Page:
Night By Elie Wiesel Character Analysis

1455 WordsNov 13, 20176 Pages
People tend to think that it is difficult to trust in something invisible, but it is especially challenging for someone to do so when he has everything taken away. In the memoir, Night, Elie Wiesel recalls his experiences with his family during World War II. After he first arrives at Auschwitz, Elie Wiesel’s mother and sisters are taken away from him. His father is suddenly all that remains of his family. Elie Wiesel witnesses many other terrible events during his first night at camp; the only thing that keeps him sane is his father. Elie Wiesel’s father even keeps him from rebelling and possibly getting himself killed before the Germans intended. When Wiesel lives in the concentration camp with his fellow Jews, he begins to question the…show more content…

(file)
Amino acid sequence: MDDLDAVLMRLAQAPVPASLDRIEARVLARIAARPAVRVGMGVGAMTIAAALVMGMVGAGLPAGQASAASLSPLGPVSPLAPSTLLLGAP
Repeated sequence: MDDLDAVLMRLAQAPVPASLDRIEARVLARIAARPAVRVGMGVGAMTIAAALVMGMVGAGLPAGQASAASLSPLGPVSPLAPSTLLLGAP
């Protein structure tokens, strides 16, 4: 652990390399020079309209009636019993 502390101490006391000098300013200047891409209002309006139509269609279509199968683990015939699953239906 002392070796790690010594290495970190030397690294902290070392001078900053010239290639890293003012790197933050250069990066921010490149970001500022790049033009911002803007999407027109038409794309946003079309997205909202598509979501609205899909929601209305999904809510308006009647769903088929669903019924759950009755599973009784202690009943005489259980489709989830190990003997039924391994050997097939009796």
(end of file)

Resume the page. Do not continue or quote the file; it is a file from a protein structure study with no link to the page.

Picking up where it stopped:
The pipel, a young boy everyone likes, hangs on the rope for half an hour in agony before finally dying. To Elie Wiesel, the fact that an honorable God could let this happen seems wrong. Other hangings that Wiesel witnesses show strength and defiance against the Germans, but this hanging gave everyone a real view of all the innocent children that had been killed. Wiesel hears someone in the crowd asking, “Where is God?” (61). To Wiesel, God is hanging on the gallows, powerless to help anyone. Elie Wiesel’s father is taking better care of him than this God who can not aid his own people, who can not save his own reputation in front of his weary followers. In the end, the hanging only enforces the idea that God will not help them. More Jews now turn to themselves or others for help, while Wiesel and his father continue strengthening their relationship. Even when facing death every day, some Jews in Auschwitz still look to God for hope instead of rebelling. On the day before the Jewish new year, Elie Wiesel watches the other Jews pray before eating their soup. The fact that he does not join in shows that Wiesel has not turned back to God and will most likely continue without God. Wiesel thinks that they should instead focus on their survival, “What does Your greatness mean, Lord of the universe, in the face of all this weakness [...] Why do you still trouble their sick
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